The rule declared by the English privy council finds ample support in the decisions of this country. In In re Edward Fisher, 4 Wis. 254 [65 Am. Dec. 309, 312], it was said that a man cannot have two independent wills at the same time, each acting upon the same subject matter and each professing to make a distinct and full disposition thereof. Therefore, the court held that where each of two testamentary instruments is a distinct, substantive will of itself, and one is not in the nature of a supplement or codicil to the other, and the later in time is competent to make, and does in fact make a different and full disposition of the testator's property, it revokes the earlier, and is the will of the deceased. In Gardner v. McNeal, 117 Md. 27 [Ann. Cas. 1914A, 119, 40 L.R.A. (N.S.) 553, 82 A. 988], each will purported to make full disposition of the entire estate. The court said the inconsistency was as great as was possible, and that but one conclusion could be reached, which was that the former will was revoked by the later document. In In re Gensimore's Estate, 246 Pa. 216 [92 A. 134], the testator made two wills, the first giving his three daughters an equal share of all the money derived from the estate, and appointing an executor and directing a sale. The second will made another disposition of all his personal property and named no executor. Between the time of the execution of the two wills, the testator disposed of his real property. The court held that the testamentary disposition of the land in the first will having been revoked by the sale, leaving nothing for the first will to operate on that was not covered by the second will, the second will was an entire revocation of the first, including the appointment of the executor. In In re Gilman's Estate, 65 Misc. Rep. 409 [121 N.Y. Supp. 909], the testator made two wills. In the first he disposed of his entire estate and named an executor. The second also provided for the disposition of his estate, but named no executor. The court held the latter instrument to be inconsistent with the former will, and alone entitled to probate. It said "the fact that the 1894 [the second] will names no executor has no bearing whatever on its validity." This court has also held that the naming of an executor is not essential to the validity of a will. ( Estate of Barton, 52 Cal. 538, 540.)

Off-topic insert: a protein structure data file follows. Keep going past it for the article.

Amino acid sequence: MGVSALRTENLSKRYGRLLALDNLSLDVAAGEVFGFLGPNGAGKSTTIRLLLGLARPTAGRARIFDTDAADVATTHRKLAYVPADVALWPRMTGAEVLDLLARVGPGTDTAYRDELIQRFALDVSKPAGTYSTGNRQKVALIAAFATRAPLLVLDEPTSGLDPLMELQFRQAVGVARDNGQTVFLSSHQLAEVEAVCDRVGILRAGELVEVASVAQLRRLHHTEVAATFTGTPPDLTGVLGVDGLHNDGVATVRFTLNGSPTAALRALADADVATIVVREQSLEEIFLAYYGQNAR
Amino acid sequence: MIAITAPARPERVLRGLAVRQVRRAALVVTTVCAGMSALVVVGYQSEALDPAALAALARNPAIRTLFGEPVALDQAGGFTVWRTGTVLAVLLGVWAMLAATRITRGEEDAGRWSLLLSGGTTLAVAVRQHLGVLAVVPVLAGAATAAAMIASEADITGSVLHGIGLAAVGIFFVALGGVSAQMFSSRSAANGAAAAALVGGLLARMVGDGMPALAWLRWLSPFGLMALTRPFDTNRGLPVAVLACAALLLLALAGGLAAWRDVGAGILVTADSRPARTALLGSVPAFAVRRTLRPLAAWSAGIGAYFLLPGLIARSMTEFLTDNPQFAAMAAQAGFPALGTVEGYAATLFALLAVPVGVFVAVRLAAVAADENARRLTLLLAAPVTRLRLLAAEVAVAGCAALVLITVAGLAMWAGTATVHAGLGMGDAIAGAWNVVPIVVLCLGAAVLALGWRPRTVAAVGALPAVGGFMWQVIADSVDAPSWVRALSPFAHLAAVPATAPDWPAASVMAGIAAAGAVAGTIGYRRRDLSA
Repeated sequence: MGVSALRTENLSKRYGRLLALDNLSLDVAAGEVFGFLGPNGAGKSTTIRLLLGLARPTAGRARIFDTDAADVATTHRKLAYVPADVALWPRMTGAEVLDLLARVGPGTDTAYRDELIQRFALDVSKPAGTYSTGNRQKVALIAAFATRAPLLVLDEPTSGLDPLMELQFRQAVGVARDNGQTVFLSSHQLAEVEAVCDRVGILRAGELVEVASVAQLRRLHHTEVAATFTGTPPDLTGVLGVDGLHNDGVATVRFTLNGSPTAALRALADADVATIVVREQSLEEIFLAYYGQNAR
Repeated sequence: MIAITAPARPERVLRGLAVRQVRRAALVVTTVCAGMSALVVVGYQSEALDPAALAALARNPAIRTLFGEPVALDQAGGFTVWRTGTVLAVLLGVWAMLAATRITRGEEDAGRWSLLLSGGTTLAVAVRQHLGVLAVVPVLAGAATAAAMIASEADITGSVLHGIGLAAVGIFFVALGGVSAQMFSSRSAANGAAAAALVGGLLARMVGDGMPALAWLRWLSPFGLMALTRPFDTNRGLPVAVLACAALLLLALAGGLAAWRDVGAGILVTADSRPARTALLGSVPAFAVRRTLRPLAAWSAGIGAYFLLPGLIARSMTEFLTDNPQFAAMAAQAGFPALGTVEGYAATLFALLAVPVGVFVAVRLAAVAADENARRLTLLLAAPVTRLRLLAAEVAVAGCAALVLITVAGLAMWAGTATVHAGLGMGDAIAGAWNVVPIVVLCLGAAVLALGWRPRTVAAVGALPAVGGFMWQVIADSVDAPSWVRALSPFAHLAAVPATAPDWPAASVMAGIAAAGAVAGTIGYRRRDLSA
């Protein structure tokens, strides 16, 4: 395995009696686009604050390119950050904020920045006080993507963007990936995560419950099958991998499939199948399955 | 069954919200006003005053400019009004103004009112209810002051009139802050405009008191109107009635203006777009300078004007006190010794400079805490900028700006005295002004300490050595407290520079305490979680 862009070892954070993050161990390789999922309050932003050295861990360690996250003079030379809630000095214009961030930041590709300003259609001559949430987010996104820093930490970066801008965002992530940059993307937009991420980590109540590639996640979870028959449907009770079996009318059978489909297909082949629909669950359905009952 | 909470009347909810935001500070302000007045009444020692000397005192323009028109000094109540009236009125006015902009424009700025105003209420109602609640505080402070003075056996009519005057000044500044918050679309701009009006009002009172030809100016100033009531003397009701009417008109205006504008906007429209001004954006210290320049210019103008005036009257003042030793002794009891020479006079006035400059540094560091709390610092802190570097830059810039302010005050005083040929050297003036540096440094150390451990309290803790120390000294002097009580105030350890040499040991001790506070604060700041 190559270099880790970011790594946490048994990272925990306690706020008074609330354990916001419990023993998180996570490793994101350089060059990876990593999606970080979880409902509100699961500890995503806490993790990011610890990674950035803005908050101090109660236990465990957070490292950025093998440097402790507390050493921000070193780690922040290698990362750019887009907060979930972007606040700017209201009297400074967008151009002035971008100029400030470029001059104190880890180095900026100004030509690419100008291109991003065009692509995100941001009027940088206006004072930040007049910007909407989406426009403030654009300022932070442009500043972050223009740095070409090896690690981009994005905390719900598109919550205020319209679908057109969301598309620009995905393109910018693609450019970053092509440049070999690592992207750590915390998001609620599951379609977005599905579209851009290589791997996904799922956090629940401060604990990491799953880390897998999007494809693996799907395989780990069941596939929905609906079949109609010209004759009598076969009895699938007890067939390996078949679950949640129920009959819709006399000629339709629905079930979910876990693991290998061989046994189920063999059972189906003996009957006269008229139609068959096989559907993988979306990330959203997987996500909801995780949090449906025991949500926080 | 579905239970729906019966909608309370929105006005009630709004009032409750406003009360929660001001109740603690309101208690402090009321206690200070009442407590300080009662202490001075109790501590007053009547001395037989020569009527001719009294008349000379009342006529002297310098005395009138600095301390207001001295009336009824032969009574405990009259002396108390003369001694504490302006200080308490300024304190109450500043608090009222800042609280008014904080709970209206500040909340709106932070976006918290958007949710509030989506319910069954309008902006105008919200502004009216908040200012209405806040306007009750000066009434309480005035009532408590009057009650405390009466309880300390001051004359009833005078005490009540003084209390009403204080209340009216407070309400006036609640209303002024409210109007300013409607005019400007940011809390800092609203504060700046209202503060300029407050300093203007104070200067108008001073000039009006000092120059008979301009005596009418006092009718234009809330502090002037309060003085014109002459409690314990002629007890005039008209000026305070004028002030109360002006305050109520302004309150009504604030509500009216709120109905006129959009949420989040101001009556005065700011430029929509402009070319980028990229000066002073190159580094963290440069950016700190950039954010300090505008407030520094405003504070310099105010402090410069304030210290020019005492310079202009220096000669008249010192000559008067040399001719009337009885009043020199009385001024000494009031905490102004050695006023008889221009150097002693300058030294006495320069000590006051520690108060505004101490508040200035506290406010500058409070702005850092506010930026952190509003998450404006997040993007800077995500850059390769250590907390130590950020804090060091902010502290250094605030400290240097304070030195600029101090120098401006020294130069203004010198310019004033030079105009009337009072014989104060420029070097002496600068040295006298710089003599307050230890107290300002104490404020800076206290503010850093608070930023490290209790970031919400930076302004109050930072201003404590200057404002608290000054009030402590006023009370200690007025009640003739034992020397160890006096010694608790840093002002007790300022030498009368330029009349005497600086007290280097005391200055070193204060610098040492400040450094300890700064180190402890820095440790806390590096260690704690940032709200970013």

Respondent places great emphasis upon the language of this court in In re Hickman, 101 Cal. 609 [36 P. 118], where the court said that the nomination of an executor without any disposition of one's estate, or giving any other directions whatever, would constitute a will. But the point at issue here was not considered in that case. There, the sole beneficiary under the will died before the testator. On petition for probate of the will the public administrator contested the right of the executor named to letters testamentary on the ground that the sole legatee and devisee under the will had died during the lifetime of the testator, whereby the devise and legacy lapsed, and the will became null and void. The court held that this last fact was not one to be determined as a preliminary question affecting the probate of the will. The fact that the document purported to appoint an executor and provide for the payment of debts was sufficient to stamp it as a will and justified its probate as such. The question of revocation of a substantive will by one of later date was not before the court. We have already referred to and distinguished the question considered in Newcomb v. Webster, supra, also strongly relied upon by the respondent.
In conclusion, we are of the view that the rule to be applied to the situation in this case is that announced in Jarman on Wills, quoted with approval in In re Marx, supra. The lower court was therefore in error in admitting to probate the will made by John Iburg on October 28, 1921, and in appointing John Carlson executor of the will of the decedent. The holographic will of Iburg executed February 4, 1924, leaving his entire estate to appellant was alone entitled to admission to probate. Appellant's petition for letters with that will annexed should have been granted.
The portions of the judgment and order appealed from are reversed and the cause is remanded to the lower court, with directions to proceed in accordance with the views herein expressed.
Richards, J., Lawlor, J., Lennon, J., Seawell, J., Myers, C.J., and Shenk, J., concurred.